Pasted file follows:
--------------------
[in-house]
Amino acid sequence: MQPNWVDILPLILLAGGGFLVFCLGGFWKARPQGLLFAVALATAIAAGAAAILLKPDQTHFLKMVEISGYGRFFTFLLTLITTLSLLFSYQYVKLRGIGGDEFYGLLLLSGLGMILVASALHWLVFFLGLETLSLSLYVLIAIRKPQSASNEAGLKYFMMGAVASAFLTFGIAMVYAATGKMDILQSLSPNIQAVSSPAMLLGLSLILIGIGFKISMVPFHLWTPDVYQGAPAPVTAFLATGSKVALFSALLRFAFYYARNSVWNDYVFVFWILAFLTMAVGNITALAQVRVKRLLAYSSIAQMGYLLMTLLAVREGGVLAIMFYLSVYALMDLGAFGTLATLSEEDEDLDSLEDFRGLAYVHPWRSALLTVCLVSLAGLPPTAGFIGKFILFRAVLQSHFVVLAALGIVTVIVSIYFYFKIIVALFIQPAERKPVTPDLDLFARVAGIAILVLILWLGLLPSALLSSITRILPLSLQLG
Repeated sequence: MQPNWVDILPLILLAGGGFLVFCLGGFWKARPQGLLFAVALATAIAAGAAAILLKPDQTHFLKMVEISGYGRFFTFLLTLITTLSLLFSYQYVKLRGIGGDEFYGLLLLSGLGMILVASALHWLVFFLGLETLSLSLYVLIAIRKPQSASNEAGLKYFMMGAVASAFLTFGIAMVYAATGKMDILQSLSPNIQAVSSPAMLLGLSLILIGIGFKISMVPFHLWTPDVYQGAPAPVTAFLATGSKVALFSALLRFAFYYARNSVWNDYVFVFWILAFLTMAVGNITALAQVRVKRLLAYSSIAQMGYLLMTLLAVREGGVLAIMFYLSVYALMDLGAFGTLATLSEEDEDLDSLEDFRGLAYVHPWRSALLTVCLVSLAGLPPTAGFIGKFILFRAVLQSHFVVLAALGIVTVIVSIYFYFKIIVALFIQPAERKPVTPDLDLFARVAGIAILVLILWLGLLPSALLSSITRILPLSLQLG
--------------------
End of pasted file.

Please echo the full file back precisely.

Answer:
[in-house]
Amino acid sequence: MQPNWVDILPLILLAGGGFLVFCLGGFWKARPQGLLFAVALATAIAAGAAAILLKPDQTHFLKMVEISGYGRFFTFLLTLITTLSLLFSYQYVKLRGIGGDEFYGLLLLSGLGMILVASALHWLVFFLGLETLSLSLYVLIAIRKPQSASNEAGLKYFMMGAVASAFLTFGIAMVYAATGKMDILQSLSPNIQAVSSPAMLLGLSLILIGIGFKISMVPFHLWTPDVYQGAPAPVTAFLATGSKVALFSALLRFAFYYARNSVWNDYVFVFWILAFLTMAVGNITALAQVRVKRLLAYSSIAQMGYLLMTLLAVREGGVLAIMFYLSVYALMDLGAFGTLATLSEEDEDLDSLEDFRGLAYVHPWRSALLTVCLVSLAGLPPTAGFIGKFILFRAVLQSHFVVLAALGIVTVIVSIYFYFKIIVALFIQPAERKPVTPDLDLFARVAGIAILVLILWLGLLPSALLSSITRILPLSLQLG
Repeated sequence: MQPNWVDILPLILLAGGGFLVFCLGGFWKARPQGLLFAVALATAIAAGAAAILLKPDQTHFLKMVEISGYGRFFTFLLTLITTLSLLFSYQYVKLRGIGGDEFYGLLLLSGLGMILVASALHWLVFFLGLETLSLSLYVLIAIRKPQSASNEAGLKYFMMGAVASAFLTFGIAMVYAATGKMDILQSLSPNIQAVSSPAMLLGLSLILIGIGFKISMVPFHLWTPDVYQGAPAPVTAFLATGSKVALFSALLRFAFYYARNSVWNDYVFVFWILAFLTMAVGNITALAQVRVKRLLAYSSIAQMGYLLMTLLAVREGGVLAIMFYLSVYALMDLGAFGTLATLSEEDEDLDSLEDFRGLAYVHPWRSALLTVCLVSLAGLPPTAGFIGKFILFRAVLQSHFVVLAALGIVTVIVSIYFYFKIIVALFIQPAERKPVTPDLDLFARVAGIAILVLILWLGLLPSALLSSITRILPLSLQLG